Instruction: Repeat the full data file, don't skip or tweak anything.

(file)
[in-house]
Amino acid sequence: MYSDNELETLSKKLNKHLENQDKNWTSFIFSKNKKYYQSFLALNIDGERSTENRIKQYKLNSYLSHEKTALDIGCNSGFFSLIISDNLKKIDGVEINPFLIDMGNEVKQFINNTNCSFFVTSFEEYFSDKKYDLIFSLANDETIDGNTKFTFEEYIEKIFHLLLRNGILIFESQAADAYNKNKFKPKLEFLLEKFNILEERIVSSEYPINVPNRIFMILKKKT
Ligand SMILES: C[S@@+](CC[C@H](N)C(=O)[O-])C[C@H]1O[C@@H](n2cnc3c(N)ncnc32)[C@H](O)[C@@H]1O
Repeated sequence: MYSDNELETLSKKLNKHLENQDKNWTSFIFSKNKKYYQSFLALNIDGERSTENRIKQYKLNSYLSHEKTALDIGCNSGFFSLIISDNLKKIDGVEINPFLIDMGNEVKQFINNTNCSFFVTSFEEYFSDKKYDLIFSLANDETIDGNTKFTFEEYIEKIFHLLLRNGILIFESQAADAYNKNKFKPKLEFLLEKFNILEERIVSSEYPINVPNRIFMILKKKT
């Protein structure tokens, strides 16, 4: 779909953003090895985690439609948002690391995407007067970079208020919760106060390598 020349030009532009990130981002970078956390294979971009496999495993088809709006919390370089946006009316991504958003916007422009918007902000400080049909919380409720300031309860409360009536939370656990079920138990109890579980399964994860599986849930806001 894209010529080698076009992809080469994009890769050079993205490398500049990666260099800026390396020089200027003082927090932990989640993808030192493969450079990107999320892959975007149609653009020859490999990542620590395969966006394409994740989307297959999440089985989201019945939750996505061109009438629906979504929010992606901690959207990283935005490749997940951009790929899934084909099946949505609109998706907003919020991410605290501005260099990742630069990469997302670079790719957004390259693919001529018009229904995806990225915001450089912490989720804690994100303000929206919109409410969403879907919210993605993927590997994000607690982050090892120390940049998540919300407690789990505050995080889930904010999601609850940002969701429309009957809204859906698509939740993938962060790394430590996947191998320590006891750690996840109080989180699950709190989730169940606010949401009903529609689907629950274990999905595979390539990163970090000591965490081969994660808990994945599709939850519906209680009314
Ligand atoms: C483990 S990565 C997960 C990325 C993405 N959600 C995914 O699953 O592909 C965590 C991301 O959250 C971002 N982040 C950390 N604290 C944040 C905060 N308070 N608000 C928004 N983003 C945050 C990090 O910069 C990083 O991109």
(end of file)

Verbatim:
[in-house]
Amino acid sequence: MYSDNELETLSKKLNKHLENQDKNWTSFIFSKNKKYYQSFLALNIDGERSTENRIKQYKLNSYLSHEKTALDIGCNSGFFSLIISDNLKKIDGVEINPFLIDMGNEVKQFINNTNCSFFVTSFEEYFSDKKYDLIFSLANDETIDGNTKFTFEEYIEKIFHLLLRNGILIFESQAADAYNKNKFKPKLEFLLEKFNILEERIVSSEYPINVPNRIFMILKKKT
Ligand SMILES: C[S@@+](CC[C@H](N)C(=O)[O-])C[C@H]1O[C@@H](n2cnc3c(N)ncnc32)[C@H](O)[C@@H]1O
Repeated sequence: MYSDNELETLSKKLNKHLENQDKNWTSFIFSKNKKYYQSFLALNIDGERSTENRIKQYKLNSYLSHEKTALDIGCNSGFFSLIISDNLKKIDGVEINPFLIDMGNEVKQFINNTNCSFFVTSFEEYFSDKKYDLIFSLANDETIDGNTKFTFEEYIEKIFHLLLRNGILIFESQAADAYNKNKFKPKLEFLLEKFNILEERIVSSEYPINVPNRIFMILKKKT
């Protein structure tokens, strides 16, 4: 779909953003090895985690439609948002690391995407007067970079208020919760106060390598 020349030009532009990130981002970078956390294979971009496999495993088809709006919390370089946006009316991504958003916007422009918007902000400080049909919380409720300031309860409360009536939370656990079920138990109890579980399964994860599986849930806001 894209010529080698076009992809080469994009890769050079993205490398500049990666260099800026390396020089200027003082927090932990989640993808030192493969450079990107999320892959975007149609653009020859490999990542620590395969966006394409994740989307297959999440089985989201019945939750996505061109009438629906979504929010992606901690959207990283935005490749997940951009790929899934084909099946949505609109998706907003919020991410605290501005260099990742630069990469997302670079790719957004390259693919001529018009229904995806990225915001450089912490989720804690994100303000929206919109409410969403879907919210993605993927590997994000607690982050090892120390940049998540919300407690789990505050995080889930904010999601609850940002969701429309009957809204859906698509939740993938962060790394430590996947191998320590006891750690996840109080989180699950709190989730169940606010949401009903529609689907629950274990999905595979390539990163970090000591965490081969994660808990994945599709939850519906209680009314
Ligand atoms: C483990 S990565 C997960 C990325 C993405 N959600 C995914 O699953 O592909 C965590 C991301 O959250 C971002 N982040 C950390 N604290 C944040 C905060 N308070 N608000 C928004 N983003 C945050 C990090 O910069 C990083 O991109």